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February 26, 1898


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JAMA. 1898;XXX(9):475-476. doi:10.1001/jama.1898.72440610023001i

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Perforation of the septum, either specific or non-specific, seems to have been considered of so little importance that few if any of our authors have given it more than a passing notice, in fact, all that I have consulted have dismissed it with only a paragraph or two at most.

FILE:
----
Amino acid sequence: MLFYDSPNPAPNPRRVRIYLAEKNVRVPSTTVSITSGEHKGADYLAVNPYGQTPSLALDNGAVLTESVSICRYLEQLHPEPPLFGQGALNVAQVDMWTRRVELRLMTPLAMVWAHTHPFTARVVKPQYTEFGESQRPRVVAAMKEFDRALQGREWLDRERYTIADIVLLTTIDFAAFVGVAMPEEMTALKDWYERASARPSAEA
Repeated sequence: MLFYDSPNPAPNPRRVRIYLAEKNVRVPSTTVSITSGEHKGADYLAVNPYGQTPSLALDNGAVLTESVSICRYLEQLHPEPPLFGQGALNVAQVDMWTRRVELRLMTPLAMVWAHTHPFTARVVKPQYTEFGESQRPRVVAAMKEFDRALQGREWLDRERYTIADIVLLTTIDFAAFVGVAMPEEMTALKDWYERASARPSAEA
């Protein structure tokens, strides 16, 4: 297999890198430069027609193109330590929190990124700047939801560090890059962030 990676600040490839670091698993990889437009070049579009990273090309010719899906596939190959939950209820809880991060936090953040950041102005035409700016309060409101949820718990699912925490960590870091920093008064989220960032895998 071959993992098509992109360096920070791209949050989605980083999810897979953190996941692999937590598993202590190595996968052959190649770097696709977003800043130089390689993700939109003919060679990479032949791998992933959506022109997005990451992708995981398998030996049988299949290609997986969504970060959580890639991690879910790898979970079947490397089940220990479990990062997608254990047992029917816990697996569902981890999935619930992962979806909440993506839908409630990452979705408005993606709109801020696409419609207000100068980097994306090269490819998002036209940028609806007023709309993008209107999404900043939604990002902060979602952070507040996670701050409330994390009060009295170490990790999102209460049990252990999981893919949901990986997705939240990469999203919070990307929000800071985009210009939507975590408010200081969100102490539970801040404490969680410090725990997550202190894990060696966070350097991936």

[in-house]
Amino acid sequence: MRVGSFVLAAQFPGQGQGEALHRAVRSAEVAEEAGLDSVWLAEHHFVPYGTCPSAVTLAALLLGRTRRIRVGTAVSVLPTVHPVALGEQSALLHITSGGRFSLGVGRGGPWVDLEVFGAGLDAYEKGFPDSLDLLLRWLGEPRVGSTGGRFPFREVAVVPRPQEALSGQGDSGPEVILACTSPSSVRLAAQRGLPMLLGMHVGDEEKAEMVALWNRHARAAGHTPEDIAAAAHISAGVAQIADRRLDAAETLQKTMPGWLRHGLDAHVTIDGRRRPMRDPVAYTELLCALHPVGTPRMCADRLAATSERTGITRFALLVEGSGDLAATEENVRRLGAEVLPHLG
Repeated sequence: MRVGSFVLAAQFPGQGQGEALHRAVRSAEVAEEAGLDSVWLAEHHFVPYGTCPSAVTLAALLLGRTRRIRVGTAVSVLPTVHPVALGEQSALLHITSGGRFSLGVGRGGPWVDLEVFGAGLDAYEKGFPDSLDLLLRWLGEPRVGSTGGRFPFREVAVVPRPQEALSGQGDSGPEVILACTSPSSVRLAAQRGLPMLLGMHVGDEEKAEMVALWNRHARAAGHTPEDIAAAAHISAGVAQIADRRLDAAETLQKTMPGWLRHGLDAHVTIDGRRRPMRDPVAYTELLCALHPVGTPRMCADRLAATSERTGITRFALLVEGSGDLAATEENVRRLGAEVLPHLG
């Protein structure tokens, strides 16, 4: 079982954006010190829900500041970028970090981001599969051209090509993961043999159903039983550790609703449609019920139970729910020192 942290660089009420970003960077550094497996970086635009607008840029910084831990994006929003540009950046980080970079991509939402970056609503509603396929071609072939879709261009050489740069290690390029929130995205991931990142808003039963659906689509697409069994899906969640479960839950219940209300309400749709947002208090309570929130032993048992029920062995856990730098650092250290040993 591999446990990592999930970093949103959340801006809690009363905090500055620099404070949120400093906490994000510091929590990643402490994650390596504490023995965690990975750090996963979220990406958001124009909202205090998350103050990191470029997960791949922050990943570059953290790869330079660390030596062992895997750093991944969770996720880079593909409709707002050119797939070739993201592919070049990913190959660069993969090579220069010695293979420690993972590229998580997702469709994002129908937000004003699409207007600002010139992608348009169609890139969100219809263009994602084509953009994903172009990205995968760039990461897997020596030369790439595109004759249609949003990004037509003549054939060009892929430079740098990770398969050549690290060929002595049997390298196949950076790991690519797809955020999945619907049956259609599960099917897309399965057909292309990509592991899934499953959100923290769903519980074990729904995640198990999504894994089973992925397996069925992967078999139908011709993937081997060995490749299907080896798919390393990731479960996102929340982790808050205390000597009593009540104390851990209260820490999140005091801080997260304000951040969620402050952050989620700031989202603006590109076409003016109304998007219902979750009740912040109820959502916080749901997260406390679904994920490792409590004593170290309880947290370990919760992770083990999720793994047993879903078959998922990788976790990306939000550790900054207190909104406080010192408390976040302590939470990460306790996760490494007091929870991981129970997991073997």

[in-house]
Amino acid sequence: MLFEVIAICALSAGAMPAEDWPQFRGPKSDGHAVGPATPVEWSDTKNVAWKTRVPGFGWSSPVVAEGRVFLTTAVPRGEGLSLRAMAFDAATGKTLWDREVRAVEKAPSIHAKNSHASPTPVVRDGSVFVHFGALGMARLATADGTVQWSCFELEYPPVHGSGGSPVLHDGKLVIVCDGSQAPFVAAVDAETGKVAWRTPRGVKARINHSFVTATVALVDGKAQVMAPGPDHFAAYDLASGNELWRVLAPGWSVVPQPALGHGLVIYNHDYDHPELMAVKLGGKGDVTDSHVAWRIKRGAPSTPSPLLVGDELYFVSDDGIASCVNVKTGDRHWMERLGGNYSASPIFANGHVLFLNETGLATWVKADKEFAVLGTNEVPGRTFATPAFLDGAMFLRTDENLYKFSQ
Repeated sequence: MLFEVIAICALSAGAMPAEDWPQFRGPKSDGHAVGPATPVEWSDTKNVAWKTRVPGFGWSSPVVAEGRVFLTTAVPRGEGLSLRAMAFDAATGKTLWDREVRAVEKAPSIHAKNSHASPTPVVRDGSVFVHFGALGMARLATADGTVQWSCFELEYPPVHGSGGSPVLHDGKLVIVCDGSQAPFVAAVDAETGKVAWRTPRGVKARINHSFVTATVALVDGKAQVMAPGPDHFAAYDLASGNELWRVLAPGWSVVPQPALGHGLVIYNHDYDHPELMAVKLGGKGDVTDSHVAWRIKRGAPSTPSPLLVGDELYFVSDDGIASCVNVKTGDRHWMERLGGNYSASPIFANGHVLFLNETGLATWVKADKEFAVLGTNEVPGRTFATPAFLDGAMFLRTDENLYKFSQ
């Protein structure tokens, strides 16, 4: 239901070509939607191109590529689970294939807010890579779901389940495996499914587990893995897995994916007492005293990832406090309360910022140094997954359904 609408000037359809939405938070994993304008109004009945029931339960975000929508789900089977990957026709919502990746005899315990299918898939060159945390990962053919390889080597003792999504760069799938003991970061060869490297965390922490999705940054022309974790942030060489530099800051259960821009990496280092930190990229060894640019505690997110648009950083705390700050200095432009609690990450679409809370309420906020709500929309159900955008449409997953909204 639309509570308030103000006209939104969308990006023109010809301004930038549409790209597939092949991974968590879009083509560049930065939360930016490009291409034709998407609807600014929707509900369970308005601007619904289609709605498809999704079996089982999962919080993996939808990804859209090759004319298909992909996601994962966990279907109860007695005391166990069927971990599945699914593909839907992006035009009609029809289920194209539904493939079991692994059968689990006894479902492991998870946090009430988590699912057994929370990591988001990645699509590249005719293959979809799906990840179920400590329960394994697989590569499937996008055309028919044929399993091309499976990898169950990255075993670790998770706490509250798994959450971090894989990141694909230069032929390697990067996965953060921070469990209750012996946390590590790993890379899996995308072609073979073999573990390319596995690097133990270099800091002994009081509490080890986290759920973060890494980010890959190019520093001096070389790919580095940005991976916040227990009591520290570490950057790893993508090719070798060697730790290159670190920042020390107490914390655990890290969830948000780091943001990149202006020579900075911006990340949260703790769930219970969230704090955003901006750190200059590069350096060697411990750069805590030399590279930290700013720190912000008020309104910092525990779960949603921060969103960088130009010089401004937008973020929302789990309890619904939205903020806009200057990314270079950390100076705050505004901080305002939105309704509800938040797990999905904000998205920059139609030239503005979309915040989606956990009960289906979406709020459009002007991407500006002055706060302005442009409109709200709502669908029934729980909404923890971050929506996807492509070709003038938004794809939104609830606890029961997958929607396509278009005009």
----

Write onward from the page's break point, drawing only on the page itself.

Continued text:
Before I located on the south shore of Lake Superior, nearly four years ago, I had been taught to believe that practically all perforations of the septum were of specific origin, and up to that time was satisfied with that theory, and for several months after locating in Ashland, Wis., I continued to treat my cases accordingly. While I was soon impressed by the large number of perforations I found, I also discovered a supposed satisfactory explanation for them. Several Indian reservations surrounding our city, the inhabitants of which I had no doubt from another and correct ancient teaching, were

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